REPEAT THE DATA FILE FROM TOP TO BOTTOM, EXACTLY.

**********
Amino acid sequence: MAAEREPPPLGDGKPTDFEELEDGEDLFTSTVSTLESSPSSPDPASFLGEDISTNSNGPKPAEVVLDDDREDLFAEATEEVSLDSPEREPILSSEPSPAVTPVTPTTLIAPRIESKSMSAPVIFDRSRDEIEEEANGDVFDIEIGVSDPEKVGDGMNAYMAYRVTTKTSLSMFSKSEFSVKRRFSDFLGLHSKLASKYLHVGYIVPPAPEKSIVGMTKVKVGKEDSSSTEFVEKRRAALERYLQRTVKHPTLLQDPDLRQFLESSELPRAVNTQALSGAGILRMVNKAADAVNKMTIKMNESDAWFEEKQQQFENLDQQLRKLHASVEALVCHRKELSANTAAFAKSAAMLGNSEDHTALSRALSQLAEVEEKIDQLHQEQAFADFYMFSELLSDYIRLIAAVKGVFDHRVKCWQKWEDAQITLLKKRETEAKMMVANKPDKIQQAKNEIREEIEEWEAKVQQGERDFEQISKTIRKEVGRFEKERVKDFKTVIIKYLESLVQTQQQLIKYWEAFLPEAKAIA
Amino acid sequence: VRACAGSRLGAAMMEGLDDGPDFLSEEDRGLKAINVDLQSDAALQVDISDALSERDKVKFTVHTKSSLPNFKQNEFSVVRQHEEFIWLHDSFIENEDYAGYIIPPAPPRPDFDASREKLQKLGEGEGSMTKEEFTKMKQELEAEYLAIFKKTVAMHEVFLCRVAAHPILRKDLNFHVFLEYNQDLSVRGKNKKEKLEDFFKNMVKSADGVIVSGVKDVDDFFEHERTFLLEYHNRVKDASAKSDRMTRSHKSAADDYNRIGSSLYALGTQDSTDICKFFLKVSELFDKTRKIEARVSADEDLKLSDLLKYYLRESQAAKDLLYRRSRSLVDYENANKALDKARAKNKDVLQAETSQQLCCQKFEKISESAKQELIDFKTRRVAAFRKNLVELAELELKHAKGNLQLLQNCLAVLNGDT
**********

Amino acid sequence: MAAEREPPPLGDGKPTDFEELEDGEDLFTSTVSTLESSPSSPDPASFLGEDISTNSNGPKPAEVVLDDDREDLFAEATEEVSLDSPEREPILSSEPSPAVTPVTPTTLIAPRIESKSMSAPVIFDRSRDEIEEEANGDVFDIEIGVSDPEKVGDGMNAYMAYRVTTKTSLSMFSKSEFSVKRRFSDFLGLHSKLASKYLHVGYIVPPAPEKSIVGMTKVKVGKEDSSSTEFVEKRRAALERYLQRTVKHPTLLQDPDLRQFLESSELPRAVNTQALSGAGILRMVNKAADAVNKMTIKMNESDAWFEEKQQQFENLDQQLRKLHASVEALVCHRKELSANTAAFAKSAAMLGNSEDHTALSRALSQLAEVEEKIDQLHQEQAFADFYMFSELLSDYIRLIAAVKGVFDHRVKCWQKWEDAQITLLKKRETEAKMMVANKPDKIQQAKNEIREEIEEWEAKVQQGERDFEQISKTIRKEVGRFEKERVKDFKTVIIKYLESLVQTQQQLIKYWEAFLPEAKAIA
Amino acid sequence: VRACAGSRLGAAMMEGLDDGPDFLSEEDRGLKAINVDLQSDAALQVDISDALSERDKVKFTVHTKSSLPNFKQNEFSVVRQHEEFIWLHDSFIENEDYAGYIIPPAPPRPDFDASREKLQKLGEGEGSMTKEEFTKMKQELEAEYLAIFKKTVAMHEVFLCRVAAHPILRKDLNFHVFLEYNQDLSVRGKNKKEKLEDFFKNMVKSADGVIVSGVKDVDDFFEHERTFLLEYHNRVKDASAKSDRMTRSHKSAADDYNRIGSSLYALGTQDSTDICKFFLKVSELFDKTRKIEARVSADEDLKLSDLLKYYLRESQAAKDLLYRRSRSLVDYENANKALDKARAKNKDVLQAETSQQLCCQKFEKISESAKQELIDFKTRRVAAFRKNLVELAELELKHAKGNLQLLQNCLAVLNGDT